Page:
• To help with the pain, give an acetaminophen product (such as Tylenol). Another choice is an ibuprofen product (such as Advil). Use as needed.
  • Exception: do not give until 2 hours have passed from injury without any vomiting.
  • Caution: never give aspirin to children and teens. Reason: always increases risk of bleeding.

Special Precautions For 1 Night:

  • Mainly, sleep in same room as your child for the first night.
  • Reason: if a problem occurs, you will recognize it if you are close by. Problems include a bad headache, vomiting or confusion. Also, look for any change in your child's normal behavior.
  • Option: if you are worried, wake your child once during the night. Check how he walks and talks.
  • After 24 hours, return to a normal sleep routine.

What to Expect:

  • Most head trauma only causes a scalp injury.
  • The deep headache usually clears in 24 hours.
  • The scalp pain at the site of impact may last 3 days.
  • The swelling may take a week to go away.

Call Your Doctor If:

  • Pain or crying becomes severe
  • Vomits 2 or more times
  • Your child becomes hard to wake up or confused
  • Walking or talking is not normal
  • Headache lasts more than 24 hours
  • You think your child needs to be seen
  • Your child becomes worse



Scalp laceration

This scalp laceration (cut) is gaping open. It will require closure with sutures or medical staples.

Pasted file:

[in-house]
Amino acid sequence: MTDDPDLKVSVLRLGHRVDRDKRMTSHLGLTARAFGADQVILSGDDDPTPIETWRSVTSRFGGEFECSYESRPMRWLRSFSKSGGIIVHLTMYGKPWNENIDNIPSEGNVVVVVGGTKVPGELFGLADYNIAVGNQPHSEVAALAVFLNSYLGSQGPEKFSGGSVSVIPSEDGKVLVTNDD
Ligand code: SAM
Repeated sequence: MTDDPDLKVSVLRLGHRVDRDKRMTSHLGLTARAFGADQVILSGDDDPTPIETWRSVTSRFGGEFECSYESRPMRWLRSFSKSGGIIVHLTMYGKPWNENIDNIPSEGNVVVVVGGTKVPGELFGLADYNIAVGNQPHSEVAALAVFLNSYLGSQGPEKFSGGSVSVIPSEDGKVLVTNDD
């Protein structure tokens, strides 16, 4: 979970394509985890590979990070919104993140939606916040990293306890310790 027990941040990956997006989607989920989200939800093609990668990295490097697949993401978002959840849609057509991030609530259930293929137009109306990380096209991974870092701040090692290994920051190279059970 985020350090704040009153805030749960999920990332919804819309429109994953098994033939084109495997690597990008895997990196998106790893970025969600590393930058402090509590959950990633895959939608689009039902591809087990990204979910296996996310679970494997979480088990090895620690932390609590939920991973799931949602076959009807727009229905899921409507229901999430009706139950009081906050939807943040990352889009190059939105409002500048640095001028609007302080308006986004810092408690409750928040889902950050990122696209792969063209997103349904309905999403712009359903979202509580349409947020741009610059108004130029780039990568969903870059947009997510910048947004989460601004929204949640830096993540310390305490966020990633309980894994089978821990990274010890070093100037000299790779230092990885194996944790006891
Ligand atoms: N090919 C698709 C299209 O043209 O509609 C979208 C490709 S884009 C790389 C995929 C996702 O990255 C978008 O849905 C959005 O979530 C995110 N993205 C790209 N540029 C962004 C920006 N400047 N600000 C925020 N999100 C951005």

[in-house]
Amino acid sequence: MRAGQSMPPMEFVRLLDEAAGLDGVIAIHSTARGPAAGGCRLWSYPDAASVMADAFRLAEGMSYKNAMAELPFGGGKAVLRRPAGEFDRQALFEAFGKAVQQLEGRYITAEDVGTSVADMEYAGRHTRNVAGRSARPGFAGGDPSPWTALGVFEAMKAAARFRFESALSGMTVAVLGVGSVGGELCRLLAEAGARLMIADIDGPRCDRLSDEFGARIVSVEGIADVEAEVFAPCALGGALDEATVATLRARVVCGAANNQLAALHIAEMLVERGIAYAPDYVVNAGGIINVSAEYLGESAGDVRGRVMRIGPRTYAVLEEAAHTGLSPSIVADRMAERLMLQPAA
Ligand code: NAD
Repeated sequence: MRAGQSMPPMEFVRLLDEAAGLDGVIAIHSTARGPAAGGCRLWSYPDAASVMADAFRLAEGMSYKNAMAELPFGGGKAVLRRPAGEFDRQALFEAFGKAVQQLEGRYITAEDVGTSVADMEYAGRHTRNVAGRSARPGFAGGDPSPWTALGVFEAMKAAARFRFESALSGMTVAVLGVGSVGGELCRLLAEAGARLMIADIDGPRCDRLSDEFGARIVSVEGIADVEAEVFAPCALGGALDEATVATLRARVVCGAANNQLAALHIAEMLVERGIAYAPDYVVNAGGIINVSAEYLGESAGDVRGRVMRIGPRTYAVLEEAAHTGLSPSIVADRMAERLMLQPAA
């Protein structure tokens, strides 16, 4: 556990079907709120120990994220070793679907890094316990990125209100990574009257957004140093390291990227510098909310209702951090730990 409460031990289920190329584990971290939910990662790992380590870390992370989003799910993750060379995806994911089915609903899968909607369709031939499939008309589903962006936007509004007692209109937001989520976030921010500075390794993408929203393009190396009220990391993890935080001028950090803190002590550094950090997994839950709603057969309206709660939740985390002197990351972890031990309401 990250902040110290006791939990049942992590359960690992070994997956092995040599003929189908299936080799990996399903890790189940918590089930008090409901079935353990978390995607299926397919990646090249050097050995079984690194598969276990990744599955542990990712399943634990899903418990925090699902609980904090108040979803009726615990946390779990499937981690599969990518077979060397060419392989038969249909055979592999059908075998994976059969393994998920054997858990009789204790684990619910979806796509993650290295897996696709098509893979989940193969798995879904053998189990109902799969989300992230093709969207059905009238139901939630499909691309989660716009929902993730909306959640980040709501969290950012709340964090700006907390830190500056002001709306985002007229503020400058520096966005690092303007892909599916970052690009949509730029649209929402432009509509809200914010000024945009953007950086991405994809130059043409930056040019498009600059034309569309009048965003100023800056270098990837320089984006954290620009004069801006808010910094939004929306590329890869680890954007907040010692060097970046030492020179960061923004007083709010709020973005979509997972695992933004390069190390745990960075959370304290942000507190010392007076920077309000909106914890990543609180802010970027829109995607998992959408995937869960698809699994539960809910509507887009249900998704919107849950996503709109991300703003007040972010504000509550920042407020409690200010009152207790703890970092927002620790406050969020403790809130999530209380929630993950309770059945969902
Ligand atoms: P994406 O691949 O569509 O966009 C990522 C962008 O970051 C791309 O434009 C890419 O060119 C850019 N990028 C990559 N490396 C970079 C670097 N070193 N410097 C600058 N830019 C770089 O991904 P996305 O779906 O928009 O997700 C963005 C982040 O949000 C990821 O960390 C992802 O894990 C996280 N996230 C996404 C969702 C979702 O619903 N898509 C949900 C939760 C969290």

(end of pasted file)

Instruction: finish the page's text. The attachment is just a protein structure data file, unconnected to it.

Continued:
First Aid Care Advice:

  • Apply direct pressure for 10 minutes to stop any bleeding.
  • Wash the cut with soap and water.

Source: Self Care Decisions, LLC
Used with Permission from Schmitt Pediatric Guidelines LLC.

FIRST AID Advice - Bleeding Wound of the Head

  • Apply direct pressure to the entire wound with a sterile gauze dressing or a clean cloth. Once the bleeding has stopped, cover with an adhesive bandage or gauze.

Source: Self Care Decisions, LLC
Used with Permission from Schmitt Pediatric Guidelines LLC.

Scalp Laceration (After Staples)

This photo shows a scalp laceration after it has been closed with 4 metal medical staples.

Source: Self Care Decisions, LLC
Used with Permission from Schmitt Pediatric Guidelines LLC.

Barton Schmitt MD, FAAP
Disclaimer: this health information is for educational purposes only. You, the reader, assume full responsibility for how you choose to use it.